In British English, the term (white) rabbit(s) is an incantation to be muttered to oneself when waking up on the first day of the month in order to secure good luck for the whole of that month.
The reason that those specific words were chosen is unknown.
The earliest mention of this incantation that I have found is from the following, by William Gerish, a local antiquarian, which appeared in Norfolk and Norwich “Notes and Queries”, published in The Norfolk Chronicle and Norwich Gazette (Norwich, Norfolk, England) of Saturday 6th December 1902:
Norfolk Folk Lore.—(Note 481 Continued).
Superstitions Connected with the Animal World.
Kittens born in March are said to be dirty in their ways, and so some people object to rear them as household pets.
If on waking on the first morning of a month you repeat the word “Rabbit” three times before speaking to anyone you will have a present before the month is out.
It is unlucky for a hare to cross your path.
The second-earliest mention of the incantation that I have found is from an article about New Year’s resolutions, by ‘L. W. B.’, published in the Thanet Advertiser and Pullen’s Kent Argus (Ramsgate, Kent, England) of Friday 6th January 1928—the manner in which the author evokes the incantation indicates that it was well established at that time:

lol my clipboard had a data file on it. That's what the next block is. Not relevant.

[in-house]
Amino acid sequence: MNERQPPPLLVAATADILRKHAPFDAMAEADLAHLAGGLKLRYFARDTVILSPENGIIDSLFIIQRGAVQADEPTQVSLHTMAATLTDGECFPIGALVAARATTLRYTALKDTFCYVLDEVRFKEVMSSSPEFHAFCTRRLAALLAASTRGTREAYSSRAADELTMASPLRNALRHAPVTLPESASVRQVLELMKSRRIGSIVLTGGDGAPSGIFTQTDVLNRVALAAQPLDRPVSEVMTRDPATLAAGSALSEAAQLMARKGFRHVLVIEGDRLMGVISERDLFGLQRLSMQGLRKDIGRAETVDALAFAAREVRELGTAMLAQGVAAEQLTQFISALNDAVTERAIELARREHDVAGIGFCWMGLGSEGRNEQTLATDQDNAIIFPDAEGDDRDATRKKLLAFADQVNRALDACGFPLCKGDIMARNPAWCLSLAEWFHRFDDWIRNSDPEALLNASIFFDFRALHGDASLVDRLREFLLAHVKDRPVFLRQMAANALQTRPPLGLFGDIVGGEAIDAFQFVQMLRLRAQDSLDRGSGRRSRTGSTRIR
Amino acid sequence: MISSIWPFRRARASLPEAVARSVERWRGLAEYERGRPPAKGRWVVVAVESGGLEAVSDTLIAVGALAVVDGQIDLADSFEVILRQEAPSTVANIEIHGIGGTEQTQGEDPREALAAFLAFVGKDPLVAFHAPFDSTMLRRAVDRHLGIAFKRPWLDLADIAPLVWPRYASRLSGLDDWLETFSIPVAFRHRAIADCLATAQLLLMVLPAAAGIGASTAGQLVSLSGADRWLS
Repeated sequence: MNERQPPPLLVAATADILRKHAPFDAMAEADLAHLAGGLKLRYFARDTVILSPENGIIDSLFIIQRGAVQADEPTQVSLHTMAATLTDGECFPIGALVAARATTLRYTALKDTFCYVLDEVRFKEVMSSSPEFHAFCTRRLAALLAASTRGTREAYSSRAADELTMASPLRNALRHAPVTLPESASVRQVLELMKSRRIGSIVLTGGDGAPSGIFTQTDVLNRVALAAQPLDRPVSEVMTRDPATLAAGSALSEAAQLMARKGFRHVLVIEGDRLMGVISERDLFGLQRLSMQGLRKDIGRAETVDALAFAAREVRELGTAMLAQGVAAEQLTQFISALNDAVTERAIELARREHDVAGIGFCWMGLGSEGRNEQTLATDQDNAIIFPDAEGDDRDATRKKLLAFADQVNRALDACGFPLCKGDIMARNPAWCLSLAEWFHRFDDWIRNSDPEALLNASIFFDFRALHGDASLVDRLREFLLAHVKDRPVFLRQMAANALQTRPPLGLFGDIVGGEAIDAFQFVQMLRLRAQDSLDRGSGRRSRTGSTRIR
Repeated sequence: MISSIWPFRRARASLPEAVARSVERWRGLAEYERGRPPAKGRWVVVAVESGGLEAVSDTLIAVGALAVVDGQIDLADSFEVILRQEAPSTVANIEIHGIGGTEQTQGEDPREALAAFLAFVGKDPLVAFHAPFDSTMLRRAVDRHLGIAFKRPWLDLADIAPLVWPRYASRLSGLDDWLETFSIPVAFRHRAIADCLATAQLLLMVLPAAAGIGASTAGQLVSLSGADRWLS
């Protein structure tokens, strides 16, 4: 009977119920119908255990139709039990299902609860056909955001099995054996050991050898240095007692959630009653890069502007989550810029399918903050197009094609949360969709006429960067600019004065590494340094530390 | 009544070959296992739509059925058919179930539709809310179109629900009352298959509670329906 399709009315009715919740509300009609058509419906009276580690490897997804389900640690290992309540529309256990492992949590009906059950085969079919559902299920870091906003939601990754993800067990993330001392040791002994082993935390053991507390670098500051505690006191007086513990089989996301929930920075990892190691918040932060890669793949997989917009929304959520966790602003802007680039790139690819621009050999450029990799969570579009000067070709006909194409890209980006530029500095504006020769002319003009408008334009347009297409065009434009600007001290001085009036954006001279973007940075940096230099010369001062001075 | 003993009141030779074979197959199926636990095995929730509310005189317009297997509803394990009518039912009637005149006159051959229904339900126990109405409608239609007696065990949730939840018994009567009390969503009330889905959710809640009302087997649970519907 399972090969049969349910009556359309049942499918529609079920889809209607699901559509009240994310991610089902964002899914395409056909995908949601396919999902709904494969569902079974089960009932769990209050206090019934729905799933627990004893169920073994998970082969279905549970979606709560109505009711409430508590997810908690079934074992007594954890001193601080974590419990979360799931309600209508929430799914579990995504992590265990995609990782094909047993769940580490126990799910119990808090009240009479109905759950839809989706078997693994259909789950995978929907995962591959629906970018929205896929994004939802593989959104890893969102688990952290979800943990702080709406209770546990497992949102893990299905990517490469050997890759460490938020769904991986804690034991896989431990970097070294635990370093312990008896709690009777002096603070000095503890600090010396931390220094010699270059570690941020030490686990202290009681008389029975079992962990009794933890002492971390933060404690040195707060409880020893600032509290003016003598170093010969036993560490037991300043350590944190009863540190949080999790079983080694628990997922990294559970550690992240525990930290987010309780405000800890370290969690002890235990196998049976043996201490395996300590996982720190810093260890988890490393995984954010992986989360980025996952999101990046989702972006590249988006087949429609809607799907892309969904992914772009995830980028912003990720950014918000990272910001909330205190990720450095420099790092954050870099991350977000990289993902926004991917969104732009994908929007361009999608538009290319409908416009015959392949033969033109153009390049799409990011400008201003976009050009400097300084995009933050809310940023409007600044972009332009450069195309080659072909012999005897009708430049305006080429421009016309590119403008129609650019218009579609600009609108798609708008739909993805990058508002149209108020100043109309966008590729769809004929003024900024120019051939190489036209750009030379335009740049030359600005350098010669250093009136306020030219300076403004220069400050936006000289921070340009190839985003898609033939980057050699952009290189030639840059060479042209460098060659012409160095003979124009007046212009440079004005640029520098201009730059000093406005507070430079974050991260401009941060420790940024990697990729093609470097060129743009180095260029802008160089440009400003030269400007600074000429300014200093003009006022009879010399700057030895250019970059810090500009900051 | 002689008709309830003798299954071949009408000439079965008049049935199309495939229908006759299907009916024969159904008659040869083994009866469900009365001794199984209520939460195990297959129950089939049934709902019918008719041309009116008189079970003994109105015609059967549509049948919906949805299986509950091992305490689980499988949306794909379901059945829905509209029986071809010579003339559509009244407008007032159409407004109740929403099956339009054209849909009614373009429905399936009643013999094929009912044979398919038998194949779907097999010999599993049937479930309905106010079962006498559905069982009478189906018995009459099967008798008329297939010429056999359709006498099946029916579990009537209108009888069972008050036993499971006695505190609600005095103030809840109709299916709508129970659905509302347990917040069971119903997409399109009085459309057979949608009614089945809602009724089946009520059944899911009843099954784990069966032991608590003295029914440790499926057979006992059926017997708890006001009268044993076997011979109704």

Of course, there are such beings, poor souls, who have no vices. Theirs is a sad lot. The New Year means nothing to them. At least, nothing more than a new calendar and the necessity of saying “White rabbits” on the first of the month for luck. For them is not that glorious feeling of cleanliness and righteousness that comes to the sinner who, on January One, steps out of bed at the first tinkle of the alarm, lights the fire, takes up a cup of tea to his spouse, makes his own breakfast, and goes whistling to work three minutes before time.
I once knew one of these model young men. He was much perturbed because of his spotless past, and because the New Year held no joy for him as it did for his more sinful (or honest) brethren. At last he hit upon a happy idea, and on December the thirty-first he set out to gather together such a crop of vices that he made Captain Blood look like an angel. He smoked, he drank, he gambled. He swore at the cat and put pepper on the dog’s dinner. He kissed a girl—twice, and even put his fingers to his nose as he passed the local council chamber. In one short day he became a perfect bad lad, the doggiest of the dogs, and, said he: “To-morrow I will put aside all my evil ways, I will not be as other men. I will keep a diary, and I will give up all my bad habits.”